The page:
JERUSALEM, July 14 (Xinhua) -- Israeli and U.S. researchers discovered that a natural mechanism in cells may help developing selective water filtration technologies, the Israel Institute of Technology (Technion) reported on Tuesday.
Such technologies can speed up and improve desalination (separation of salts from water) and other water treatment processes, while cutting costs, and may promote developments in medicine, energy production and other fields, it said.
The findings, which are included in a study conducted by Technion researchers and their counterparts from the Yale University in the United States, were published in the journal Nature Nanotechnology.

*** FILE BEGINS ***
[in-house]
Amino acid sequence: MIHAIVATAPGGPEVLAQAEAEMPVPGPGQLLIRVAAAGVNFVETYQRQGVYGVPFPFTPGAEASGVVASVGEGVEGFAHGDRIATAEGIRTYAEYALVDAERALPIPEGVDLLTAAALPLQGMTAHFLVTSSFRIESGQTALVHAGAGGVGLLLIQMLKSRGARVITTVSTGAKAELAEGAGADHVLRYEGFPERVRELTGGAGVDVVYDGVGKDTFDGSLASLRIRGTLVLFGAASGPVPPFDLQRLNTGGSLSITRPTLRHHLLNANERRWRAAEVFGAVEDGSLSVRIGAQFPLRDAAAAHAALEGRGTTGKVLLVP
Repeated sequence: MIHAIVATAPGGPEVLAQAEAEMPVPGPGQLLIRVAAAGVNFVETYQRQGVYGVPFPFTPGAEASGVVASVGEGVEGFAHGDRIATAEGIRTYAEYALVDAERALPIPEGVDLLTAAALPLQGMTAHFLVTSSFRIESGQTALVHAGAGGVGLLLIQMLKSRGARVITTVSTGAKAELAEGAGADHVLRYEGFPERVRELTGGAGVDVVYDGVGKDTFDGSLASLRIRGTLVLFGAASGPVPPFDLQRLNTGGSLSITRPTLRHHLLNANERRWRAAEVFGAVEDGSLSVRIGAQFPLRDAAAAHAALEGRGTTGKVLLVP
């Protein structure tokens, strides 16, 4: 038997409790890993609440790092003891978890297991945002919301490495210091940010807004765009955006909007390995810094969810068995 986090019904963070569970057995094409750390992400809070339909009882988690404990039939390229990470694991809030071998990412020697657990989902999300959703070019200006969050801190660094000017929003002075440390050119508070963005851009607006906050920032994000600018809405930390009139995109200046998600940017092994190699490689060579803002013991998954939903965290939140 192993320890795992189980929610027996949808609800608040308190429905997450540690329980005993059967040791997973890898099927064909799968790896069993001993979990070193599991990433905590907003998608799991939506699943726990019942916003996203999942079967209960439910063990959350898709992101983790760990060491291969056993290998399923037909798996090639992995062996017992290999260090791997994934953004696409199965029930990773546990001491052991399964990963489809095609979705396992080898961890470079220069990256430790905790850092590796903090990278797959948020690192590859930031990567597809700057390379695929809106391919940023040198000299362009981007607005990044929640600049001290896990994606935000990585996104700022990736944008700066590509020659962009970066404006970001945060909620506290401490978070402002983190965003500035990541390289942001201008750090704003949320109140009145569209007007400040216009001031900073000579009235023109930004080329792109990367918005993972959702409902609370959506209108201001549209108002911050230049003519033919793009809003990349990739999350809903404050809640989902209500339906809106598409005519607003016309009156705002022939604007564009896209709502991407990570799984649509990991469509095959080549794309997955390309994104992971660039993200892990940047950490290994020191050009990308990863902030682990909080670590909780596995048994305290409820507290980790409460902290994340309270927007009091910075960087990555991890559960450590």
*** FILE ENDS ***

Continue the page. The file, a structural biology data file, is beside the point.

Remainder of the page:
For dozens of years, reverse osmosis technology has been used for water desalination, using polymeric membranes that allow only water to pass and prevent the passage of salts.
However, these membranes can't perform effective selective filtering for keeping important nutritional minerals in the water, extracting valuable substances such as lithium, and filtering polluting substances.
The team used a natural selective filtration process, carried out by the potassium channel located in the cell membrane.
This canal allows entry to potassium ions only, as the potassium molecules, in their normal state, are wrapped with water and therefore are too thick to enter the canal.
Therefore, they must get rid of the water molecules around them to enter the canal, and they do so by dehydration.
This makes it easier for the channel to detect the potassium ions and allow them to pass.
Thus, the researchers are examining the production of artificial selective membranes based on the natural process, by improving standard polymeric membranes, as well as creating new membranes from other materials. Enditem